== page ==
Australia isn’t out of the covid woods yet – when will it end? | Catherine Bennett

IIt is difficult to predict arrival times on a long road trip, especially when you are unsure of the destination or the conditions along the road ahead. In a pandemic, we know that travel is shaped by a dynamic interplay between the virus, the human host and the environment, and this generates unpredictability.

Not good news as the coronavirus has already subjected us to two years of uncertainty, but we are making progress towards exiting the official pandemic period.

A pandemic is declared when a new human pathogen emerges, or with an unexpected increase in the spread or severity of an existing disease that crosses international borders. We can no longer say that the waves of Sars-CoV-2 infections are unexpected after two years of global transmission and four major waves, but the other important aspect of the call for a pandemic is that it signals the need global cooperation and resource mobilization.

This is what keeps us in pandemic mode, with some countries still struggling to access vaccines, to control the waves, or to manage the burden on health systems or the impacts of strict control measures.

Eradicating a new human pathogen is the holy grail, but it’s always been a long time for a coronavirus – we knew we’d be lucky to create a vaccine that could lessen the impact of the virus. The virus has now also moved into animal reservoirs, removing eradication from the table.

As the virus has evolved, so have we. Immunity induced by vaccines and infections, along with our environmental and behavioral changes, have curbed the disease potential of this coronavirus, and higher infection rates are no longer likely to overwhelm our healthcare systems in most regions. of the world. Our progress on this path has only been possible thanks to vaccines, with strong uptake in Australia.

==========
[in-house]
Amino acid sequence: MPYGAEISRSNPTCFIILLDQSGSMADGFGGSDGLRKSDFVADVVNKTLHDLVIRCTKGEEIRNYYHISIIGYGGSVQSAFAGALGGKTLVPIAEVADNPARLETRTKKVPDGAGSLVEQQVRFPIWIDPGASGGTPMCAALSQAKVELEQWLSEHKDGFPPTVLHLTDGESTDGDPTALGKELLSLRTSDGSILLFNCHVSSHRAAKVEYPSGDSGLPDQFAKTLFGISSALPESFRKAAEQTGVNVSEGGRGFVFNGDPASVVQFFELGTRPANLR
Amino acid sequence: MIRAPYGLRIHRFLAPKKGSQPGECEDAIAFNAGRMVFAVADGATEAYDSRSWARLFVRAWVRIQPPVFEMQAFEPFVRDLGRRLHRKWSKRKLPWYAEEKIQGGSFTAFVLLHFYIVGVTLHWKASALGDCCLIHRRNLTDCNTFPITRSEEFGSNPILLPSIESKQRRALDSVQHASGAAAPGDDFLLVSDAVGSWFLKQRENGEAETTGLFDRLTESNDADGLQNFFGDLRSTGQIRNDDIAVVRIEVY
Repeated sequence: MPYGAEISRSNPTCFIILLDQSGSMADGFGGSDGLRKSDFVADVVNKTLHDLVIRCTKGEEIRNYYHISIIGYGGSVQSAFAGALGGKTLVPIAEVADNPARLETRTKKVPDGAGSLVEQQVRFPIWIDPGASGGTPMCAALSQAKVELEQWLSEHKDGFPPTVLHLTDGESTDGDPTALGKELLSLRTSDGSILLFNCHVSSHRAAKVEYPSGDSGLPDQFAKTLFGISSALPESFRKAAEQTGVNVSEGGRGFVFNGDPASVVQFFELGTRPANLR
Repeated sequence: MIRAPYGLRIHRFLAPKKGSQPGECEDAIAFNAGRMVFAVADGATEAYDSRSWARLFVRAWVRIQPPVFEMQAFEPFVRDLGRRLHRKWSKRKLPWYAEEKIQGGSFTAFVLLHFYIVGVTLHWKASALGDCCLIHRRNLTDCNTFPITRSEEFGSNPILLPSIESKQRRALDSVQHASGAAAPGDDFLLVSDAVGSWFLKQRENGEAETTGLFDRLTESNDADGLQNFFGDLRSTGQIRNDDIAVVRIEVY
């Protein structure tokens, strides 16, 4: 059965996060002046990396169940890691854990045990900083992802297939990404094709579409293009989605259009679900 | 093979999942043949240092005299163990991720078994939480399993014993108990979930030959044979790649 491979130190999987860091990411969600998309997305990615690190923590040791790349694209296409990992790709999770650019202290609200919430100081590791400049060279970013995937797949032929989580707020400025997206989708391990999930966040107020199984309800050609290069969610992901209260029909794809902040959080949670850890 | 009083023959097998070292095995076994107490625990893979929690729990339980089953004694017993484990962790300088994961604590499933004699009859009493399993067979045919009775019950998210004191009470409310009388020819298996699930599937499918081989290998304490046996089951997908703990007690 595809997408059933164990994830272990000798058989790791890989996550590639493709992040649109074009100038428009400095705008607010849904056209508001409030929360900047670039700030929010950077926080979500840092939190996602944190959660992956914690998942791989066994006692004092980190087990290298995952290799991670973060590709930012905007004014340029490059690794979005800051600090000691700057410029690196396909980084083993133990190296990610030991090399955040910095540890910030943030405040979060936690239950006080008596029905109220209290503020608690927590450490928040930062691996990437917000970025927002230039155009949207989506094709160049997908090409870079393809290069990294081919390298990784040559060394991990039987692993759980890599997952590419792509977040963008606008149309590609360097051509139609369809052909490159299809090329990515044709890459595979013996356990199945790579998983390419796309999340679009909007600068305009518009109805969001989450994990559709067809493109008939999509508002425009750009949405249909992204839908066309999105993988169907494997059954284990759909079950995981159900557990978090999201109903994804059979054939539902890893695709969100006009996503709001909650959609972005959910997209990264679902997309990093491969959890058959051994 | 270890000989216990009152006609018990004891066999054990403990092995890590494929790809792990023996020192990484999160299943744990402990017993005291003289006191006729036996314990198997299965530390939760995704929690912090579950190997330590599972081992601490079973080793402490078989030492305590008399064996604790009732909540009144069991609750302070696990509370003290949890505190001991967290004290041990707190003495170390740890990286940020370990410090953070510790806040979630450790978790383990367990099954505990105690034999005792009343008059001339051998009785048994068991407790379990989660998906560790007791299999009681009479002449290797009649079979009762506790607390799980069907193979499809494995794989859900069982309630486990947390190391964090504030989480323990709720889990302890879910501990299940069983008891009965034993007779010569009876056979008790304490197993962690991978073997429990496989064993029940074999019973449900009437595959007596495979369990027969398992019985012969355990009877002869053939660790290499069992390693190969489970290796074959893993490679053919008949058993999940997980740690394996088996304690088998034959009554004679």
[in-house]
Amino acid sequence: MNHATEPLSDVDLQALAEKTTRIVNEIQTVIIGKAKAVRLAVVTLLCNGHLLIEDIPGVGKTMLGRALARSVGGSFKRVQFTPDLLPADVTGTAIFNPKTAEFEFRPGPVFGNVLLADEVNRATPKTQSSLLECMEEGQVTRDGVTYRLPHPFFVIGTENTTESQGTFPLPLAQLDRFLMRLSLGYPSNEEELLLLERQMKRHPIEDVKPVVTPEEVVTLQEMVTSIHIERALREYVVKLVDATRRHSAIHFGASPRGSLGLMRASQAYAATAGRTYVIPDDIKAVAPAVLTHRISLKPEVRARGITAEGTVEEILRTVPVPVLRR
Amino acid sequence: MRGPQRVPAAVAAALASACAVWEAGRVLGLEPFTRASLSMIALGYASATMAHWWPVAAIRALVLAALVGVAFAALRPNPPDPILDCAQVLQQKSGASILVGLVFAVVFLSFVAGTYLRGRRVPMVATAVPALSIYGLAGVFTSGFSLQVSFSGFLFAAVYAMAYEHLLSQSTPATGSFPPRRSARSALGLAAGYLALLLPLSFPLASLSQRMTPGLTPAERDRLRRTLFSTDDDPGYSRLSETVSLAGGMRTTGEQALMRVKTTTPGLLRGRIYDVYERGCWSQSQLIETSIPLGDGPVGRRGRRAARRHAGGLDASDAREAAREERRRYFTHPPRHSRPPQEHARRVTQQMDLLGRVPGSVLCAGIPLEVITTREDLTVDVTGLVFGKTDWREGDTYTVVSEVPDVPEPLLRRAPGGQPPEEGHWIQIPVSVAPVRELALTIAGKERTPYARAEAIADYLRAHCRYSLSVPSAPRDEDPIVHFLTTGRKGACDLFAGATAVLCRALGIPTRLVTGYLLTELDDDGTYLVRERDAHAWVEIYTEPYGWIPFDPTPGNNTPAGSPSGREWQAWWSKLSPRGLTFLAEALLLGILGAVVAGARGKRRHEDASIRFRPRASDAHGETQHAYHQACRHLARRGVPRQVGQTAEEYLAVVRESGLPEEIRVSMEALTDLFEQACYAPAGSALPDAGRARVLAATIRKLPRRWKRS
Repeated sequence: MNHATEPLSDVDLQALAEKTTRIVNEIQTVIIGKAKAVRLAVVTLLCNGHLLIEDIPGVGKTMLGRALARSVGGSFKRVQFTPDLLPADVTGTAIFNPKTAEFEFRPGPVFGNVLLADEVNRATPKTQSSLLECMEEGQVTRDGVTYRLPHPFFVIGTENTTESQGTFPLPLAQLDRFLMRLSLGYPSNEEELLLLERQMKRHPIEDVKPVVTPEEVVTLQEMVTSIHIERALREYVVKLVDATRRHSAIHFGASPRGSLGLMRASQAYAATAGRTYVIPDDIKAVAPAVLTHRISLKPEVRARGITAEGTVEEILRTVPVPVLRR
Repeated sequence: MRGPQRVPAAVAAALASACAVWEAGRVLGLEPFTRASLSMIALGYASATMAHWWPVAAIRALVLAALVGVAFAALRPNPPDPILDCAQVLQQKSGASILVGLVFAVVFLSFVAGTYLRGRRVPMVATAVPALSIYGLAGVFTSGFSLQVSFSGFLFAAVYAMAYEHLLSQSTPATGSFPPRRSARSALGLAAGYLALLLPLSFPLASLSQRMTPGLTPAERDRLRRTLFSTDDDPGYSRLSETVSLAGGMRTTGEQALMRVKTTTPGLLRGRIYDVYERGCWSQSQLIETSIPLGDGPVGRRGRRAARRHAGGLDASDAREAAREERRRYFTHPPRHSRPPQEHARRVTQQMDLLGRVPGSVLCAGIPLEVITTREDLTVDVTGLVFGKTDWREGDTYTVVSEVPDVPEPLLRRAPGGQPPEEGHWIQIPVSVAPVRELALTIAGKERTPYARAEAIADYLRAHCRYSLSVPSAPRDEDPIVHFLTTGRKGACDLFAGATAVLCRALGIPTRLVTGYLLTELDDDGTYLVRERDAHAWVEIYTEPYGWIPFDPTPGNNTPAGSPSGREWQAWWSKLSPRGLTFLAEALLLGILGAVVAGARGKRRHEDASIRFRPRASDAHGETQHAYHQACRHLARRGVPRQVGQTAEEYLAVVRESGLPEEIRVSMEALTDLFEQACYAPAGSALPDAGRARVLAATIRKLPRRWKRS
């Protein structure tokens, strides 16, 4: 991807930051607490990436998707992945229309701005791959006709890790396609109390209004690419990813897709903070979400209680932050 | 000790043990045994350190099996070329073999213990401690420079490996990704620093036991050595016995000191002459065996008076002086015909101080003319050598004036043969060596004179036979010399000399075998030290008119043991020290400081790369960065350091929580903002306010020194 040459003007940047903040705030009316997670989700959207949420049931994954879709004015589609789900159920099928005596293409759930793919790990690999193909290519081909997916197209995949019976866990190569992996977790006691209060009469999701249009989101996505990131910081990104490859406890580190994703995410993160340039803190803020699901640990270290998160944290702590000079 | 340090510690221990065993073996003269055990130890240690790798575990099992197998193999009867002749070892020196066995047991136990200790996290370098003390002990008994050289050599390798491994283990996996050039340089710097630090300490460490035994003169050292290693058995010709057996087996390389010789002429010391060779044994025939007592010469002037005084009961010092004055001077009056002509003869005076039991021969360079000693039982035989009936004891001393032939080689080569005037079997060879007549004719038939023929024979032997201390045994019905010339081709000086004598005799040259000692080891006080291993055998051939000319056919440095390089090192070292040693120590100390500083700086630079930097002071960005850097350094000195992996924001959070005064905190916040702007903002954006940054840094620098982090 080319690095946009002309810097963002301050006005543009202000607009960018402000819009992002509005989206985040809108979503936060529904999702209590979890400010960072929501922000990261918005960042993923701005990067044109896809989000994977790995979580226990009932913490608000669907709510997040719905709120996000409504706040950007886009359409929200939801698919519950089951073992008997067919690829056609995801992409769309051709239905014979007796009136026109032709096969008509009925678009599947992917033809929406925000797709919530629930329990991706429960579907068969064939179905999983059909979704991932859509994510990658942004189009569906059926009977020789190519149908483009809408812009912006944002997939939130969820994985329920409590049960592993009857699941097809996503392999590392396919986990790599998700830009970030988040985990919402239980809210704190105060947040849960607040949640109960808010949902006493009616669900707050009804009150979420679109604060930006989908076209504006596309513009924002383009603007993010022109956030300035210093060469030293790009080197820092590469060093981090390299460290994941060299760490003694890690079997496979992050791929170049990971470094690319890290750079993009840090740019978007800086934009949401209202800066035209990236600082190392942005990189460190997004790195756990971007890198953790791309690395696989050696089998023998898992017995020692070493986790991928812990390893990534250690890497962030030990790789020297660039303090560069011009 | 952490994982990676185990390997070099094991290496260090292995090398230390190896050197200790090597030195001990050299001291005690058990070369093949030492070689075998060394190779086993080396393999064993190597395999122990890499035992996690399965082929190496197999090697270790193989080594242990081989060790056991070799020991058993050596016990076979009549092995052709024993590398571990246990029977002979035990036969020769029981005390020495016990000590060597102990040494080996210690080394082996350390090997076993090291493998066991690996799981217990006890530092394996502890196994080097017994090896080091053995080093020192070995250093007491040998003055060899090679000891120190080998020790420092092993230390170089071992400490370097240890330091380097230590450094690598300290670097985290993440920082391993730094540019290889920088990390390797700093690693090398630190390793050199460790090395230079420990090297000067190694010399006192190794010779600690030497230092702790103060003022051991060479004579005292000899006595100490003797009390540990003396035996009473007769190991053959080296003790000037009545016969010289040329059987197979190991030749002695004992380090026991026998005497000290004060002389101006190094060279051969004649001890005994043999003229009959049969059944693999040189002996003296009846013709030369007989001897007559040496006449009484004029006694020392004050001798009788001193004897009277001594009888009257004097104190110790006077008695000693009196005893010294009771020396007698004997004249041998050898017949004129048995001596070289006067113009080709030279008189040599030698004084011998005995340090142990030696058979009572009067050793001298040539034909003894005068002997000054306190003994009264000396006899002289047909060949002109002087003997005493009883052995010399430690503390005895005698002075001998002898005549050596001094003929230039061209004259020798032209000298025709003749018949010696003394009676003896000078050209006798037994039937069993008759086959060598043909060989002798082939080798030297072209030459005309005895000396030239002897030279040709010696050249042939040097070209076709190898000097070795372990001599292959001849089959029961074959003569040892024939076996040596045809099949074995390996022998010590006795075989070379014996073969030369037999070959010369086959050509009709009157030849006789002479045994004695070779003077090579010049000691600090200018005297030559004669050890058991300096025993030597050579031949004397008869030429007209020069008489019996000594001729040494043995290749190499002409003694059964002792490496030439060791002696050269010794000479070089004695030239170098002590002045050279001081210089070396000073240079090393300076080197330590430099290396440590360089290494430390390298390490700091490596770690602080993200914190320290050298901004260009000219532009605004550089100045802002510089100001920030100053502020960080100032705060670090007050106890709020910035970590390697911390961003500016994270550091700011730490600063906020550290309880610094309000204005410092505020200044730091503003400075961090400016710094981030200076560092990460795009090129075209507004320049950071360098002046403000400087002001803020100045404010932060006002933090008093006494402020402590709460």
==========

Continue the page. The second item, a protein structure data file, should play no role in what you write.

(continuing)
This, combined with new monoclonal antibodies and antiviral treatments, helps keep most infections out of the hospital and enables us to provide optimal care to those who end up there.

The risk of ending up in intensive care if you have an infection is now significantly lower than it was at any other time during the pandemic, but of course more people have infections now that community transmission is on the rise. Australia scale. We have just under half the number of people infected with Covid in ICUs now (133) as we did in October last year (300), although on average we have over 40,000 new cases reported every day, compared to 2,750 new cases per day in 2021. This equates to a 33-fold reduction in the intensive care rate among reported infections in just six months.

Increasing vaccination rates during this period is the most effective preventive measure. Another change concerns the dominant variants, with Omicron often being described as “milder”.